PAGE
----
No “Thanks” Needed
Every time I watch Merlin Mann’s Google video on Inbox Zero, I get a little more out of it and gradually the idea of a Zero Inbox is capturing people’s imagination in our institution. We have now run two 60 minute staff sessions where we projected the video, had some stories from current users, and then had a Q&A discussion to explore some of people’s ideas and concerns around this notion.
Our last week’s session produced a nice, concise list of principles for emailing. It seemed different than the usual list of DON’Ts, as it was linked to specific strategies for helping people more efficiently process their email. Most lists aim to do that, and with the rationale right up front it seems to make even more sense. It also serves to remind people of their responsibility to help the receivers on the other end (or at least think about them when they shoot out their mail). Linked to this, we are getting ready for David Allen’s visit to our institution in April for a day seminar with our staff on “Getting Things Done“. I think that all of these discussions about pesonal productivity also help us see more clearly how, by getting our own stuff done most efficiently, we can actually help other people get their stuff done too (a.k.a. Teamwork).
Below is our list:
9 Principles for Email Good Practice
To facilitate SEARCH and ARCHIVING:
- Put an accurate title in the “SUBJECT” line (and please don’t leave it blank)
- If possible, use one email for one topic, action or decision needed
To facilitate NEXT ACTION and TIMELY RESPONSE:
- Use the “TO” field for those persons from whom you need a response, use the “CC” field for people’s information only (no response needed)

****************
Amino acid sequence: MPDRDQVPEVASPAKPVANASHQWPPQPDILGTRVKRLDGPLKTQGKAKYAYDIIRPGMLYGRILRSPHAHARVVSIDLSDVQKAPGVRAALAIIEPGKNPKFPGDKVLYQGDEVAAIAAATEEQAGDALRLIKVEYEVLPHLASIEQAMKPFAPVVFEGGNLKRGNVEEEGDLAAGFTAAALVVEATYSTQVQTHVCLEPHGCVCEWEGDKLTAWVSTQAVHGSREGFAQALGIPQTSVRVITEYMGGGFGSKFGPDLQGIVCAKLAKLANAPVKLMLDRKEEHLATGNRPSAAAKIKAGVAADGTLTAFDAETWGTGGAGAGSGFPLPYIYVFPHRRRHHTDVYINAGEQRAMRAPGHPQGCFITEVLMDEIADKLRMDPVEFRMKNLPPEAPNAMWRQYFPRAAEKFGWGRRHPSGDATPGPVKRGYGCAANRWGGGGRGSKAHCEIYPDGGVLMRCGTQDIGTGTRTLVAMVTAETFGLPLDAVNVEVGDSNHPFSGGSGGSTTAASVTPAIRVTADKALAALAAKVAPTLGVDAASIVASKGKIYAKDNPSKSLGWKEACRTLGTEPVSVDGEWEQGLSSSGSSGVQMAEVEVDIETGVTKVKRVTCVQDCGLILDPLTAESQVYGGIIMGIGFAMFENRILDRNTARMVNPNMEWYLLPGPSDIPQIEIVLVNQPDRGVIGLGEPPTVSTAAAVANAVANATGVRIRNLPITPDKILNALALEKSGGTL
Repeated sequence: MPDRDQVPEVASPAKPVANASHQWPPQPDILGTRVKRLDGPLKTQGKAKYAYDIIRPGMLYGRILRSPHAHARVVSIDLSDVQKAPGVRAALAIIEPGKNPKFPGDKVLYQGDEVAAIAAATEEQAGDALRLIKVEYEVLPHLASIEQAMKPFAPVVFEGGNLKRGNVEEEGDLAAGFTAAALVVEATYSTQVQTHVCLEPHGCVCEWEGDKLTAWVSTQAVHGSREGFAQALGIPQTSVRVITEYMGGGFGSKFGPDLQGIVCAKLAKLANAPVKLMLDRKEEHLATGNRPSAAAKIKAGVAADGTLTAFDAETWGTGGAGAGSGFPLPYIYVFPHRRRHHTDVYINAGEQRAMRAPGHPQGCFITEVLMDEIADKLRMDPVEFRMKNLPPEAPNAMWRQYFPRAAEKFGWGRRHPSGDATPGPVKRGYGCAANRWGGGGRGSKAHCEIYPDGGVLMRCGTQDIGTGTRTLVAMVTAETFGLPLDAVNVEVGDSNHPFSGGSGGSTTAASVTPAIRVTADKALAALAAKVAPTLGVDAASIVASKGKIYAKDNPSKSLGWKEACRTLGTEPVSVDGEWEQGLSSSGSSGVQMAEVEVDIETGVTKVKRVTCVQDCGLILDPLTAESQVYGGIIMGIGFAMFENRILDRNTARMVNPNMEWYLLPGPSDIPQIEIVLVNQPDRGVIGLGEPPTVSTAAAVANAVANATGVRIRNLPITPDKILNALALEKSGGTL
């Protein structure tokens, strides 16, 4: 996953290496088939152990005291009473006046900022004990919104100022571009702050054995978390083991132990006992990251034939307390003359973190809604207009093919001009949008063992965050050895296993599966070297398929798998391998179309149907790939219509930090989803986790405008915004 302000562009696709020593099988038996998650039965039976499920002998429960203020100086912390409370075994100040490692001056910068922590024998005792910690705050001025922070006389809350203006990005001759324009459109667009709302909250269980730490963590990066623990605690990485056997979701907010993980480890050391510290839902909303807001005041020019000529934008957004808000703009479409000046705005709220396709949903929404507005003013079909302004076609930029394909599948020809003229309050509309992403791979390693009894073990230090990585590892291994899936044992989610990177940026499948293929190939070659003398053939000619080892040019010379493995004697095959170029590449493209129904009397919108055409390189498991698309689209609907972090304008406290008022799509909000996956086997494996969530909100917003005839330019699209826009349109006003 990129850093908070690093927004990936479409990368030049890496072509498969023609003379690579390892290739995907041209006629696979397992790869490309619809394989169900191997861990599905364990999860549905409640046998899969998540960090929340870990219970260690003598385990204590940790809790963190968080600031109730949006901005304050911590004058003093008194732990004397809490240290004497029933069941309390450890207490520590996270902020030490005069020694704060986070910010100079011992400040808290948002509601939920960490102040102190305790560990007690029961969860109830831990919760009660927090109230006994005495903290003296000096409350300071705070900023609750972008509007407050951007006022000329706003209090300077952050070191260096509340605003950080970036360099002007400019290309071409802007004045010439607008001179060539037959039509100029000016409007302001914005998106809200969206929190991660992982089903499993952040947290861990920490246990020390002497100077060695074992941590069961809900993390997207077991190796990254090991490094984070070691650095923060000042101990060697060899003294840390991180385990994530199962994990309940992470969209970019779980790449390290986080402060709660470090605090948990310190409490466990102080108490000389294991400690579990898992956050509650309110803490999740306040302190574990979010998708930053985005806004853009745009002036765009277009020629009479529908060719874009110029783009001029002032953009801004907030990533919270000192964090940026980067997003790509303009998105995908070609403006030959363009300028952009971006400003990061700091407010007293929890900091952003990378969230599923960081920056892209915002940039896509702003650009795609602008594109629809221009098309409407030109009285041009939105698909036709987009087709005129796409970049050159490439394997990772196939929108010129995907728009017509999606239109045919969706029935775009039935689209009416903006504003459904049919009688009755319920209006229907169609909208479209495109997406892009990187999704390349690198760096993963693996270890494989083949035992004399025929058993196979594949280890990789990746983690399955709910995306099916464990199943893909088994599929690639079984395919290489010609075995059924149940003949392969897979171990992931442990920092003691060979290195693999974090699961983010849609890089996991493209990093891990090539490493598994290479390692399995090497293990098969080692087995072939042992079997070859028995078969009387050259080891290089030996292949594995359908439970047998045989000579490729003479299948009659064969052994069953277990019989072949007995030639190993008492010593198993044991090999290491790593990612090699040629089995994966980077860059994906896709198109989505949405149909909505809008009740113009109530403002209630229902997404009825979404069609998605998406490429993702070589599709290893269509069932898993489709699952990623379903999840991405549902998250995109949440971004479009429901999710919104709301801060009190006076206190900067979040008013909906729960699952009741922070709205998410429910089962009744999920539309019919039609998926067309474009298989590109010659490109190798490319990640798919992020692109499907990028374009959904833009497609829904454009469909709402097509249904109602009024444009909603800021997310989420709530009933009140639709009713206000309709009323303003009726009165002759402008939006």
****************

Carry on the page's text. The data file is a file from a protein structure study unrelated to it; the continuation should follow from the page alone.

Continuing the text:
- Put any deadlines at the top of the email in bold (consider putting them in the “SUBJECT” line)
- If you can identify the next action and prominently include it in the email, it will reduce processing time for the recipient.
- If it is really URGENT, and the turnaround is very short, then call the recipient if possible to see if they received it (don’t assume that they have read their email in a short time period)
To minimize VOLUME:
- CC only those people who really need copies of the correspondence
- Ask for responses or acknowledgements if needed, otherwise do not expect/do not send “thanks” responses to signal receipt
- Do not automatically REPLY TO ALL
The hardest part of this exercise was writing the email to staff signalling this discussion (an email code of conduct had been formally requested by the senior management team). It had to be completely congruent. I ended up sending it to one person for their direct response, and ccing everyone else to give them the option to comment or DELETE.
Most institutions have these rules or guidelines, developed a couple of years ago when email started to become the way you run your life. I hear that we do too somewhere. And I guess it never hurts to repeat this exercise. Perhaps renewing the discussion will get more people interested in analysing, and where necessary changing, their email practice – with the goal of helping themselves and others spend a little less time fiddling with email and creating a little more time to do other interesting stuff.
It’s funny reading this blog entry from a distance. I used to spend hours at IUCN answering my email…so I know its real. Over here in the backwoods I notice people tend not to respond immediately to email. This sends the message that they aren’t living on line and if you really want something – call! Though I am an internet junkie, I seemed to have reduced the load to less than 15 per day. Its nice! Still, I miss you guys 🙂